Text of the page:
I started writing this post some time ago when yet another picture appeared on Facebook declaring that "religion" was the cause of all the violence in the world perpetrated by terrorists. I find myself wanting to shout back that it's simply not true and that if only people would stop and think for a minute then they wouldn't post such inane and stupid stuff. But I won't do that because I'm caught between personal outrage and the reductionist perspective at work and the desire to be "full of grace". I'm desperate for people to discover the grace of God for themselves and winning arguments over petty mudslinging memes is not the way. Perhaps this commitment to grace and desire to find a way to point people to God is what creates the agony of faith that I seem to experience.
I've been contemplating writing some reflections on the Psalms and calling them The Agony of Faith. It's an idea that has been in my head for a while. Agony because if anyone tells you being a person of faith is easy and comfortable, then I'm either seriously lacking something or their experience is not rooted in the same world as is mine.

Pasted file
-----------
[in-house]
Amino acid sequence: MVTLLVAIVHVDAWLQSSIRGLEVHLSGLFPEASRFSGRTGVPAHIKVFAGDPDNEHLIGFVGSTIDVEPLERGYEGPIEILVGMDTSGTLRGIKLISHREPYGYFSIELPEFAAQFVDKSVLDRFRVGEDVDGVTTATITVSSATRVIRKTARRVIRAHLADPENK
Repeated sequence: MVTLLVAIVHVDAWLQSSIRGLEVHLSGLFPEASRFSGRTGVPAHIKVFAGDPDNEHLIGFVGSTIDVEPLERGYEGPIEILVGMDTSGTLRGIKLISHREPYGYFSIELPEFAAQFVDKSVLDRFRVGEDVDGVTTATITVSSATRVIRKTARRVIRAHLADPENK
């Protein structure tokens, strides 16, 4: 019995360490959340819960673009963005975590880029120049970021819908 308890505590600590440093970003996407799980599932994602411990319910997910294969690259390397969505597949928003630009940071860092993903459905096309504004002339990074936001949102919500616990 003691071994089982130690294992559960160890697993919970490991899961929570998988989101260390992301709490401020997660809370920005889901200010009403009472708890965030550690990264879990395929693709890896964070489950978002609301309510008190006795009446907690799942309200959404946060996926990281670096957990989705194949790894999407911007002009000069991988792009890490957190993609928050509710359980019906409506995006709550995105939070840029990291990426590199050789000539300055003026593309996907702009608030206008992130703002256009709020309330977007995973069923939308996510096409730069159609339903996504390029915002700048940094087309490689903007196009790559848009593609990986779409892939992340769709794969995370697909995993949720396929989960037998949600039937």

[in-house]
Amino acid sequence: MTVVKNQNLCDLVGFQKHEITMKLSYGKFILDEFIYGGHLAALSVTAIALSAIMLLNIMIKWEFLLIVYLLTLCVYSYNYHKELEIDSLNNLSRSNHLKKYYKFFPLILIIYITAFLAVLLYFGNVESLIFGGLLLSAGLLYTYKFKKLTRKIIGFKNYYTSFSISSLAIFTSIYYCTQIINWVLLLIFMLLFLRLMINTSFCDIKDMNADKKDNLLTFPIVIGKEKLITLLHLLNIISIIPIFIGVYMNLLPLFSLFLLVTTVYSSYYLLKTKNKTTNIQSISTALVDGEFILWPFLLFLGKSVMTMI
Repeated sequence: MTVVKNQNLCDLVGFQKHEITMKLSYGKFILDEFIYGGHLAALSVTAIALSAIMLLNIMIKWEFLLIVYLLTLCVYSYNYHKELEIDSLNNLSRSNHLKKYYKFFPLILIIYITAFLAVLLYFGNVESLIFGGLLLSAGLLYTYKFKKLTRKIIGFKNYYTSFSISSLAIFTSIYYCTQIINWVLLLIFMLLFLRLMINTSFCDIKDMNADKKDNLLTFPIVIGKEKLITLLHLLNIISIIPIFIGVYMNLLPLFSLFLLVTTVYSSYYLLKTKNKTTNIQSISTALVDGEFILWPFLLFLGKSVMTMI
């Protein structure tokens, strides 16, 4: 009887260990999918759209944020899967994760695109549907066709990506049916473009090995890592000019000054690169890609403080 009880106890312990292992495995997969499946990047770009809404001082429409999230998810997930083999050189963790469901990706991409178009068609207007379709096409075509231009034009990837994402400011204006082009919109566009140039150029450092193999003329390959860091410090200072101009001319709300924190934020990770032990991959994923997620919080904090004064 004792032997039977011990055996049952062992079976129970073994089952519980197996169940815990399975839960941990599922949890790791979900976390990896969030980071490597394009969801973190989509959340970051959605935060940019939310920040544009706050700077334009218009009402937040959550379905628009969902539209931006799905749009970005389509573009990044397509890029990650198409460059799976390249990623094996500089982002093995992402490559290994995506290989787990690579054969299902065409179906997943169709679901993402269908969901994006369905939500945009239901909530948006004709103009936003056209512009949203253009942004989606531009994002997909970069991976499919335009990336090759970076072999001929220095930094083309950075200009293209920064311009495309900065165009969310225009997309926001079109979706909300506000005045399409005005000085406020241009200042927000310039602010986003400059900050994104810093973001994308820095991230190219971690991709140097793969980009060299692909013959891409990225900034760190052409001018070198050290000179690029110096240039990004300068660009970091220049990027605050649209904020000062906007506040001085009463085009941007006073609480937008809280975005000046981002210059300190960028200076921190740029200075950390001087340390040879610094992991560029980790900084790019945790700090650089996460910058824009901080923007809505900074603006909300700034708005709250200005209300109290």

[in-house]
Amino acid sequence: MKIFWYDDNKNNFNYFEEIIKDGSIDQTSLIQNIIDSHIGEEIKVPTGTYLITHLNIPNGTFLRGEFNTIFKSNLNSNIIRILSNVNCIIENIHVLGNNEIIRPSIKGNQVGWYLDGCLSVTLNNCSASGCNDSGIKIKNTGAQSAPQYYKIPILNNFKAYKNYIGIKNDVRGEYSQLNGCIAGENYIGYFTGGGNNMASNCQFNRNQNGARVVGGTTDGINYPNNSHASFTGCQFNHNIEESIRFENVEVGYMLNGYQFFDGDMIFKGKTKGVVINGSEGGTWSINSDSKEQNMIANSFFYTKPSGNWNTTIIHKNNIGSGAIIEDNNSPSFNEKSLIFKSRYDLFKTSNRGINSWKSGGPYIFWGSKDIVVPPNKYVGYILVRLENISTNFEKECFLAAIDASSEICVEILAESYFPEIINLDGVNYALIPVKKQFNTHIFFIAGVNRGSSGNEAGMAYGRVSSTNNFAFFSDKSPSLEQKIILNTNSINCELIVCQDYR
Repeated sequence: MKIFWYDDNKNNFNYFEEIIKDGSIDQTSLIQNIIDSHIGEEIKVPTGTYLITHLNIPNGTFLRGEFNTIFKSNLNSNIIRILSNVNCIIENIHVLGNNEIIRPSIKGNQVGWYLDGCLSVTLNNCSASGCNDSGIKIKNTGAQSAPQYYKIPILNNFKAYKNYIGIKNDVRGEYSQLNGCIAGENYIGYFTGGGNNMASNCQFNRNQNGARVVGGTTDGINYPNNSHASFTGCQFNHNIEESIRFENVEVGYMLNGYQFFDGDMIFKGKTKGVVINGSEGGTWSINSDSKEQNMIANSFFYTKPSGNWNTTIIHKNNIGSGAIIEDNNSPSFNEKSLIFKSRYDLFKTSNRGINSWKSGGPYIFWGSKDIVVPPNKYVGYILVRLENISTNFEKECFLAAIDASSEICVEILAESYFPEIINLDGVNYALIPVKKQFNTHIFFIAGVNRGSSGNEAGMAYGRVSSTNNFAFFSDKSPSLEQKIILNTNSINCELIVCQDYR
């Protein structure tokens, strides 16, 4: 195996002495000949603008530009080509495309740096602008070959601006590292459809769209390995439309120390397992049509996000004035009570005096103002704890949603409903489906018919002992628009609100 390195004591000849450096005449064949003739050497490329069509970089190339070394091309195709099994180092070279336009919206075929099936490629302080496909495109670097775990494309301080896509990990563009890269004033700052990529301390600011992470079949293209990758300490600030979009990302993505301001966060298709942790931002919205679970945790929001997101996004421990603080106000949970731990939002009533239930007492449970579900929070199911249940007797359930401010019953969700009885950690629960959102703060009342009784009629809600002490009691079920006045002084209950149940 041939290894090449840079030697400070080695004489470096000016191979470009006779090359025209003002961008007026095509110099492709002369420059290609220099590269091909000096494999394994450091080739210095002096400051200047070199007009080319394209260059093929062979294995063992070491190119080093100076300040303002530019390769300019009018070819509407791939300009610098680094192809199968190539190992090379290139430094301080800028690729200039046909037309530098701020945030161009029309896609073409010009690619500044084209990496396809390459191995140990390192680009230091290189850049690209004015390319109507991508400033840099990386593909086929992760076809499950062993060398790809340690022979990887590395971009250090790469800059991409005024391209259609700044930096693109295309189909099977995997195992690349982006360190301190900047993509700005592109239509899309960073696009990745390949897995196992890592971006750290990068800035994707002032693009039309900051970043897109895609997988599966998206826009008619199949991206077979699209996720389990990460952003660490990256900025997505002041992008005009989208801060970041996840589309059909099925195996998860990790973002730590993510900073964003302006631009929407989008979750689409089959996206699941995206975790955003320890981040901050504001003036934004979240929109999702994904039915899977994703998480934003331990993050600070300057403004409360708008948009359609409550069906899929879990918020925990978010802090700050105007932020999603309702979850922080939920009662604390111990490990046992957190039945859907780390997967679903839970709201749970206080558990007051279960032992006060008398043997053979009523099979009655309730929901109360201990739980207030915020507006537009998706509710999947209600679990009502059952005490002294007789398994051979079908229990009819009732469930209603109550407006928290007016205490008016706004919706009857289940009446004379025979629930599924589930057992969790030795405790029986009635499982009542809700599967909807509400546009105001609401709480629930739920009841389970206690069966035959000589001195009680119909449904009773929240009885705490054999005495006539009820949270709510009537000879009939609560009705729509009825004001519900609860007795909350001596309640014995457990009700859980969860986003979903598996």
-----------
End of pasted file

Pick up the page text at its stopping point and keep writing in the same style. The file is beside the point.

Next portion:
I find faith hard. Not necessarily believing, but just making sense of life sometimes. Faith is not easy. I get angry too. Angry at the way faith is often portrayed as a crutch for the weak-minded, or an opt-out for those who are less enlightened.
I find myself angry at the portrayal of faith as the root of the world's problems as if terrorism never had a home in political ideology. I grew up in the 20th century. A time when left and right wing politics resulted in millions of deaths. But no one seems to remember that when someone using their faith as an excuse detonates a bomb in a crowded market. I remember planes being downed, pubs being blown up, hostages taken (and sometimes killed), all in the name of revolution or communism or supporting some right wing dictatorship. Faith does not have a monopoly on fanaticism. If you want an example, think about Stalin's purges or the Khmer Rouge. How about the genocide in Rwanda or the ethnic cleansing in the Balkans.
If that is not enough, the triumphalism and selfishness of some expressions of 21st century faith also get me down. Do I really need to "feel" God's presence in order for it to have been a good worship experience? Exactly what does it feel like anyway? I remember preaching a sermon once based around the idea that worship was always an appropriate response irrespective of the circumstances. It is never a case of worship when you feel something.
So faith is hard. Don't let anyone tell you otherwise. It's open to misinterpretation as well as misrepresentation. We get things wrong. When I read my Bible I read about struggles as well as triumphs, mistakes as well as successes. When someone tells me they can't believe in God because of all the bad stuff that happens and because of all the unanswered questions or because of things that simply make no sense, I understand. As for me, it can only ever make sense if God exists because that means there is someone to answer for it, some to address the the basic question we have: Why?